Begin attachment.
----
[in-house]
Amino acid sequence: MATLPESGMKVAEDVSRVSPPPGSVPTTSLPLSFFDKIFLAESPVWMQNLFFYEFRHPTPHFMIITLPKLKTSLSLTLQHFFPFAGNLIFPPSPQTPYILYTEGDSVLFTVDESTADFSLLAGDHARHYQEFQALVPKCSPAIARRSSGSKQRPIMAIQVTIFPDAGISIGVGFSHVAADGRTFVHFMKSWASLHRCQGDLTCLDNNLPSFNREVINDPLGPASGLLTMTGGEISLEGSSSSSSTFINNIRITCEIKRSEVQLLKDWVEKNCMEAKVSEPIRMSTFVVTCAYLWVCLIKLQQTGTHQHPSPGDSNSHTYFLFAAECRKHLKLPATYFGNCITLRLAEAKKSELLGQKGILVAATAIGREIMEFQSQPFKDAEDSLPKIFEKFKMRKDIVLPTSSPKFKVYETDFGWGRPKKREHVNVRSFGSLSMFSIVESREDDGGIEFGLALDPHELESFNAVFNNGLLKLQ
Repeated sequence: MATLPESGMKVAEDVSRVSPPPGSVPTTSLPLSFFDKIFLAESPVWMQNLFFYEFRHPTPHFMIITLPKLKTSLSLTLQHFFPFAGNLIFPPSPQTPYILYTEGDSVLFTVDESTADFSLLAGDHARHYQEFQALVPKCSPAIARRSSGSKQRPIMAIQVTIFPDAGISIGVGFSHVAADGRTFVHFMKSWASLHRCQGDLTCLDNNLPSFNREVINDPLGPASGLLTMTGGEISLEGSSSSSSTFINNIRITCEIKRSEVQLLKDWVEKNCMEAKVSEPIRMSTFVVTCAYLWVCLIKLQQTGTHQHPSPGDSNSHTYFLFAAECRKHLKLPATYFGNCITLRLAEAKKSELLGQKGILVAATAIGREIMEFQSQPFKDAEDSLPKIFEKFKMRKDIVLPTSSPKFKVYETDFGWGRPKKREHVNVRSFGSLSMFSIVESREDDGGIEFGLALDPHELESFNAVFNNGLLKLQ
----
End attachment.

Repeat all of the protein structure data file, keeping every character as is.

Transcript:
[in-house]
Amino acid sequence: MATLPESGMKVAEDVSRVSPPPGSVPTTSLPLSFFDKIFLAESPVWMQNLFFYEFRHPTPHFMIITLPKLKTSLSLTLQHFFPFAGNLIFPPSPQTPYILYTEGDSVLFTVDESTADFSLLAGDHARHYQEFQALVPKCSPAIARRSSGSKQRPIMAIQVTIFPDAGISIGVGFSHVAADGRTFVHFMKSWASLHRCQGDLTCLDNNLPSFNREVINDPLGPASGLLTMTGGEISLEGSSSSSSTFINNIRITCEIKRSEVQLLKDWVEKNCMEAKVSEPIRMSTFVVTCAYLWVCLIKLQQTGTHQHPSPGDSNSHTYFLFAAECRKHLKLPATYFGNCITLRLAEAKKSELLGQKGILVAATAIGREIMEFQSQPFKDAEDSLPKIFEKFKMRKDIVLPTSSPKFKVYETDFGWGRPKKREHVNVRSFGSLSMFSIVESREDDGGIEFGLALDPHELESFNAVFNNGLLKLQ
Repeated sequence: MATLPESGMKVAEDVSRVSPPPGSVPTTSLPLSFFDKIFLAESPVWMQNLFFYEFRHPTPHFMIITLPKLKTSLSLTLQHFFPFAGNLIFPPSPQTPYILYTEGDSVLFTVDESTADFSLLAGDHARHYQEFQALVPKCSPAIARRSSGSKQRPIMAIQVTIFPDAGISIGVGFSHVAADGRTFVHFMKSWASLHRCQGDLTCLDNNLPSFNREVINDPLGPASGLLTMTGGEISLEGSSSSSSTFINNIRITCEIKRSEVQLLKDWVEKNCMEAKVSEPIRMSTFVVTCAYLWVCLIKLQQTGTHQHPSPGDSNSHTYFLFAAECRKHLKLPATYFGNCITLRLAEAKKSELLGQKGILVAATAIGREIMEFQSQPFKDAEDSLPKIFEKFKMRKDIVLPTSSPKFKVYETDFGWGRPKKREHVNVRSFGSLSMFSIVESREDDGGIEFGLALDPHELESFNAVFNNGLLKLQ